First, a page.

Judge Mina Rhodes thinks this film provides insufficient illumination, and is too salty to drink.
In a world where power is the only dream, one man is about to awaken.
A $10,000 budget, surreal black-and-white cinematography, and "social commentary" on our consumerist culture were the ingredients chosen to create the perfect indie sci-fi film. But director Justin Hennard added an extra ingredient to the concoction: complete filmmaking ineptitude! Thus, Moonlight by the Sea was born! Using their ultra-mediocre abilities, Hennard and actors Sean Allen (A Scanner Darkly) and Mylinda Royer dedicated their time to fighting characterization and the forces of actual storytelling!
Facts of the Case
Albion Moonlight (whose first name sounds like Ambien; already, the film is trying to put you to sleep…), so named because Moonlight sounds poetic in the title, is a "Salesman" for "The Corporation" (wouldn't want to spoil anything, but perhaps it's a metaphor!), an apparently multi-planetary entity run by "The Chairman," that sells stuff and spies on everyone and is Evil. Moonlight crash-lands in New Mexico—erm, I mean some distant desert planet that happens to look just like New Mexico, and just happens to have breathable air, and an atmosphere perfectly conducive to supporting human life…There, Moonlight is faced to think for himself for the first time in his life, and also tolerate a whiny android called "The Stranger," as well as deal with Nomman, a guy who may be Moonlight's conscience. Meanwhile, back at The Corporation, Gwen Klaus gets passive aggressive with a certain Captain Santop, and 20 minutes worth of story is spread out for what seems like an eternity.
Let me first apologize for my opening statement, which was a parody of the opening narration from The Powerpuff Girls. It was completely self-indulgent. Kind of like the film this review is concerned with, actually. Moonlight by the Sea is an aggressively pretentious slice of student-level filmmaking that tries to make up for its underdeveloped ideas and complete lack of a compelling story by throwing as many cheap filters and visual effects at the viewer as it possibly can.
I wish that was all that needed to be said, but there is a certain word count these reviews must reach or exceed, and so I must soldier on.
You may have seen the music video for David Bowie's "Ashes to Ashes." Imagine, if you will, that music video, rendered completely in black-and-white, dragged out to 92 minutes in length, without the great song backing it up, and not even yummy David to look at. Now, imagine it suffused with godawful dialogue that tries to be poetic and profound (our dullard hero on his location: "Somewhere between latitude and longing…"), but is actually so faux-intellectual that it bypasses unintentional hilarity and just flops depressingly, like a fish on land (that lame simile is probably smarter than the film's entire script). Throw in a dash of Alphaville, and you have Moonlight by the Sea.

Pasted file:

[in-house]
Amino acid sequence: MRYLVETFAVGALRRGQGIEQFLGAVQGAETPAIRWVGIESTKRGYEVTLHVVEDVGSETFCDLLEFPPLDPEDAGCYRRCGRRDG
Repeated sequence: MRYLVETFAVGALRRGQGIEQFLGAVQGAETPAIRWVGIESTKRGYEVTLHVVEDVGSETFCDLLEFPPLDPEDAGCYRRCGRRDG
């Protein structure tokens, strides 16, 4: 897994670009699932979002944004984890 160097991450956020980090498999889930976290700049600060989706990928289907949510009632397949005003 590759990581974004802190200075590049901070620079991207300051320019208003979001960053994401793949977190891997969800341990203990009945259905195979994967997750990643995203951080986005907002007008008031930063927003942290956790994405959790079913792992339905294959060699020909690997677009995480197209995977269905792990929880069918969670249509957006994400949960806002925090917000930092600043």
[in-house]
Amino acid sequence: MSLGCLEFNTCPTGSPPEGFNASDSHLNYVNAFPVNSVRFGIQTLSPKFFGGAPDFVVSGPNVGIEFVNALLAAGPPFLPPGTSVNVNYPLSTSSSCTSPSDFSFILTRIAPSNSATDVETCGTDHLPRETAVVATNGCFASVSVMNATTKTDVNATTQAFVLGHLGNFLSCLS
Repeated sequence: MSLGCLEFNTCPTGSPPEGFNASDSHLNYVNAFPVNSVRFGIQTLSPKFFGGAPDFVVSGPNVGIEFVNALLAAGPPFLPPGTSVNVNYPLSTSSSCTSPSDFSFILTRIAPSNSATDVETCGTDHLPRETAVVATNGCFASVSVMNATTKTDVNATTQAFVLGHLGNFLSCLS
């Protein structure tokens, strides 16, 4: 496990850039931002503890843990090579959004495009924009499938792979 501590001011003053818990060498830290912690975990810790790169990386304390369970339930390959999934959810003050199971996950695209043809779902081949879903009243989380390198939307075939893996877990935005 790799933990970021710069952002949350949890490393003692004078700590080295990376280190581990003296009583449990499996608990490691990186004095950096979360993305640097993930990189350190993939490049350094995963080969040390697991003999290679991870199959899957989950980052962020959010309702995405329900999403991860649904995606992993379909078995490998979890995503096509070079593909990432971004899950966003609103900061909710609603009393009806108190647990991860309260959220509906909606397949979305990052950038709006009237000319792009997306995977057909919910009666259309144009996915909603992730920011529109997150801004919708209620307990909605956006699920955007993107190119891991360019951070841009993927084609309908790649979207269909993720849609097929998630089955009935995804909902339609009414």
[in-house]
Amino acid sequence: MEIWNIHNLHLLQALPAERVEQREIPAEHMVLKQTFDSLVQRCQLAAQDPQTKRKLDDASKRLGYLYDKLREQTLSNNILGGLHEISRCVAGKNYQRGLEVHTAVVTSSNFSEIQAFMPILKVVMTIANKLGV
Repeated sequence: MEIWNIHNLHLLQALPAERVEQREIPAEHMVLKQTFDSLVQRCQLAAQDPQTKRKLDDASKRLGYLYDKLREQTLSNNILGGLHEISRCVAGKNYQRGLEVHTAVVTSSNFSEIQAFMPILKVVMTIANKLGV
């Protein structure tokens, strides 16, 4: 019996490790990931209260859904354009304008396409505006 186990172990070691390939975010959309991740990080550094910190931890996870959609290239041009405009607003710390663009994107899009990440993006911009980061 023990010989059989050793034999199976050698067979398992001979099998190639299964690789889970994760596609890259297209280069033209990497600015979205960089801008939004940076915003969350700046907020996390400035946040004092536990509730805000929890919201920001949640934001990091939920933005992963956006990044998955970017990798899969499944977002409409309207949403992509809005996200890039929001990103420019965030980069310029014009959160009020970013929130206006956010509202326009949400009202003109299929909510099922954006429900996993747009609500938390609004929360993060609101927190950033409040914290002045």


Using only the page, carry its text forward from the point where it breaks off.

The story shows some potential. Considering the sinister ways in which corporations try (and, despairingly, often succeed) to dominate society in their ruthless, single-minded pursuit of profit, there is a lot of real world material to mine for interesting social commentary, especially within the context of a science-fiction film. Moonlight by the Sea completely misses the mark, however, and simply rehashes lame Big Brother clichés while superficially remarking upon rabid consumerism.
The Corporation (also the title of a film that is actually worth watching) is apparently an omnipotent entity that has a monopoly on every product imaginable, and yet it fails even the basic visual requirement of a successful marketing behemoth: a memorable logo. Nike has the swoosh, McDonalds has the big "M," Apple has the, well, apple. The Corporation has…a poorly designed triangle-circle squiggly thingy. So much for brand recognition. The Corporation itself is located in a black void with television monitors and hanging lights, and the film tries to pass this off as another neat-o visual, but it really just looks like what it is: a cheap way to hide the fact that there are no actual sets.